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How does colour affect mood in your home

Have you ever painted the walls just to realize that it completely changes the vibe in the room? Do you have a strong emotional response to rooms designed in particular colours?

It’s not just you. Colours can significantly impact the atmosphere in the room and your mood.

A study conducted by Australian researchers from the Florey Institute of Neuroscience and Mental Health in partnership with a Melbourne-based virtual reality company Liminal VR and Taubmans paint revealed how different colours in real-life environments affected people’s emotions.

“The right colours will make you feel relaxed and calm, or cheerful and excited, yet pick the wrong colour scheme, and your walls risk making you feel bored, sad, tense and, worst of all, irritated” said Tim Walsh, the spokesman for Taubmans, speaking to The New Daily.

So how exactly different colours affect you and your room?

Red

Red is an intense colour typically associated with strength, excitement and even anger. It might be a great colour for places where you tend to socialise, like your living room, but may not be that great for your bedroom.

Blue and green

Blue is traditionally seen as a calming colour, as is bluish or greyish green. Indeed, in the Taubmans study, the most relaxing colour chosen by participants was grey-green colour ‘seagull’ followed by ‘faded lilac’ and ‘padre blue’.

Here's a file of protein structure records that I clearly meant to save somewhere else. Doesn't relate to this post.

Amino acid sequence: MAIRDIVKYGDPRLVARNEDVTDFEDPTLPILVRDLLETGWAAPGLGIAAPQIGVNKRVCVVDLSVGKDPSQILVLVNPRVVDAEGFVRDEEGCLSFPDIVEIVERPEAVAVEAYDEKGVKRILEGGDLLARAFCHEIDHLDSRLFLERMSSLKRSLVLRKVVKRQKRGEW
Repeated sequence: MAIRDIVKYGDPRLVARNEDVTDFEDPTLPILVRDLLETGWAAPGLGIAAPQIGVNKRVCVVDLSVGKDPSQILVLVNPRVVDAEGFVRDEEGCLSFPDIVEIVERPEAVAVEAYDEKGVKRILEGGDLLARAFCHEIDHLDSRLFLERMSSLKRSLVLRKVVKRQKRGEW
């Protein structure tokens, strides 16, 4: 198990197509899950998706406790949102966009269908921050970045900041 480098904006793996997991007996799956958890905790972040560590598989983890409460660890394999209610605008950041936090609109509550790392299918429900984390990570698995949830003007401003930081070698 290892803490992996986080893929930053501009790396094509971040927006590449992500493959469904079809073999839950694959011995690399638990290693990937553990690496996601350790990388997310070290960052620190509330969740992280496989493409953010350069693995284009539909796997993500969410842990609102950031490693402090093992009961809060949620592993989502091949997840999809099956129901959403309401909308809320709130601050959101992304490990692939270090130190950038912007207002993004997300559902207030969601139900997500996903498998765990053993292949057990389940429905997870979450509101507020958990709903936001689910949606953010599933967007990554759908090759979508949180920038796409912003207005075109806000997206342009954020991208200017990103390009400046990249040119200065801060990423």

Another study done in Britain a few years ago revealed that people who slept in blue-decorated bedrooms got the best quality sleep.

Yellow

Yellow is usually described as energetic, cheery and warm, and was rated as most cheerful in the Taubmans study. But be careful with yellow, as some people may find it irritating.

Orange

Orange shines of energy, enthusiasm and excitement – another color great for living room but not the bedroom. It is also said to stimulate appetite, so if you have some picky eaters, you might consider painting your dining room walls orange.

Brown

Brown triggers feelings of warmth, security, comfort, reliability. But in large quantities it can also cause feelings of loneliness and isolation.

So what color should you choose? Go for calming colors for the rooms where you plan to relax, and for more energizing colours for those rooms where you will be socializing. But remember that our emotional responses to colour are not not hard science. Individual emotional responses to different colours vary greatly, depending on our personalities, cultural upbringing and personal experiences. What might be exciting for one person will be too stimulating or too bold for another. What’s calming and relaxing to one might be too boring or sad for another.

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